História Pré colombiana neste imponente museu peruano…
The National Museum of Archaeology, Anthropology and History of Peru is the only museum in the country that presents, in its permanent display, the complete chronological expository sequence, including the first dwellers to our republican times, in addition having thematic samples of prehispanic technology.
Throughout the exhibition spaces, it is surprising to be able to find unique pieces such as the Raimondi Stela and the Tello Obelisk, besides the representative samples of ceramics, textiles, lithics, metals, human remains and objects of colonial and republican art.
|An especially historical space is the Liberators’ Quinta (Villa), that makes up part of the circuit and consists of a large 18th century house in which the Liberator Simón Bolivar and the generalissimo Don Jose on San Martín lived.
At the present time, the museum is renovating its exhibition halls. In 2003 and 2004 the Tawantinsuyu Room and the Formative Room were inaugurated. The new Republic Room will be inaugurated by the end of the 2004.
The renovation of rooms and the installation of interactive museographic elements, as well as the new temporary exhibition spaces, are effective links to involve the visiting public with the historical cultural patrimony of Peru.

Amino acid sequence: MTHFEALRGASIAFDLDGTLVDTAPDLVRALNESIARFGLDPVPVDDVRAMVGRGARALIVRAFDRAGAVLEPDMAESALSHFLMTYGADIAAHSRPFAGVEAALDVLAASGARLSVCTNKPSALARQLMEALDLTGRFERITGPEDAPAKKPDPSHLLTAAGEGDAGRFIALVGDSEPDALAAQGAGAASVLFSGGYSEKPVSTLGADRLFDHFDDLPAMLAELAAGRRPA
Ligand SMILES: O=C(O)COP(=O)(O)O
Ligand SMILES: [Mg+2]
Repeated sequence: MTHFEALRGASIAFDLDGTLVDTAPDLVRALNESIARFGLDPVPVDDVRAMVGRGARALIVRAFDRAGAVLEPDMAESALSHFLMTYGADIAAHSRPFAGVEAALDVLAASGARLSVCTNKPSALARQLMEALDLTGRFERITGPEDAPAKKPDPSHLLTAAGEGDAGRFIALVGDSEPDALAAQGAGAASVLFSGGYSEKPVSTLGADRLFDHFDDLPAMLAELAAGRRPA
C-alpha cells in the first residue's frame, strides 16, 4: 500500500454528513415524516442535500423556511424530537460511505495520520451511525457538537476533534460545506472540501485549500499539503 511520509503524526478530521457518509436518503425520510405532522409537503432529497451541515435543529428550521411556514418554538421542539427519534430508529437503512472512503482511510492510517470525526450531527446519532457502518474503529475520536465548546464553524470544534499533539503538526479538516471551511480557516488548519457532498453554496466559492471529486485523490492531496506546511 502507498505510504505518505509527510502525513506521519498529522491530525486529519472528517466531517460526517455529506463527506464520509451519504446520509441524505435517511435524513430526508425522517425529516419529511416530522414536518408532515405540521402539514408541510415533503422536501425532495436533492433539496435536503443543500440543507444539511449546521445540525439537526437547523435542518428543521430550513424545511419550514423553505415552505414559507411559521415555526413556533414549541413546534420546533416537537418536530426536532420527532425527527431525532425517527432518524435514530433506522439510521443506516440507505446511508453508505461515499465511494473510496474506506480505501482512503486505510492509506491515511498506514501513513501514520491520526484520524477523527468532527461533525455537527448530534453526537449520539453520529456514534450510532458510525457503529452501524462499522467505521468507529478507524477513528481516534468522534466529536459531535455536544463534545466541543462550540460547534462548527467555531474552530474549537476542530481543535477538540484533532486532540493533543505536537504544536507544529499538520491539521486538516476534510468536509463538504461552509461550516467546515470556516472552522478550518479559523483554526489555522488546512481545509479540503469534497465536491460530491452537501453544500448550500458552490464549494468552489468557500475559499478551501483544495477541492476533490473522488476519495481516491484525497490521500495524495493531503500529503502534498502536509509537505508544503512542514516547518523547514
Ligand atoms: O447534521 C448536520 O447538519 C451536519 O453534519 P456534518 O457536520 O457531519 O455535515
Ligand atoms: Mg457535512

Also, various activities, such as conferences, lectures, courses, workshops, theater, films, etc., make the National Museum of Archaeology, Anthropology and History of Peru a place for cultural encounter and a living institution that tries to work together with the interests of its public and use new technological trends to make the museum a meeting place for entertainment and pleasure.
|HISTORY OF THE NATIONAL MUSEUM
Contact with the West not only gave rise to a conflictive, unequal relationship between two worlds but also offered the possibility of recognizing other forms of behavior of people as different as the Americans.
|This is reflected in the chroniclers’ descriptions of their travels and reports on the life of our peoples, especially the writings of the first Spanish chroniclers like Pedro Cieza de León, Juan de Betanzos, Miguel de Estete, Pedro Sancho and Cristóbal de Mena and the “indigenous” chroniclers such as Garcilaso de la Vega, Felipe Guaman Poma de Ayala, Joan Santa Cruz Pachacuti and Titu Cusi Yupanqui.
Later, a few dedicated themselves to setting up exhibition rooms and collections of exotic and remarkable objects, plants, animals and minerals as well as objects of the “ancient inhabitants”. The principal systematic collectors were the bishop Baltasar Martínez de Compañón, the judge Pedro Bravo de Lagunas and the family Ortiz de Zevallos.
Around the XIX century, foreign travelers like Leonce Angrand, Mauricio Rugendas, George Squier and Charles Wiener, traveled over the country drawing and recording data on the “Indians of the times”.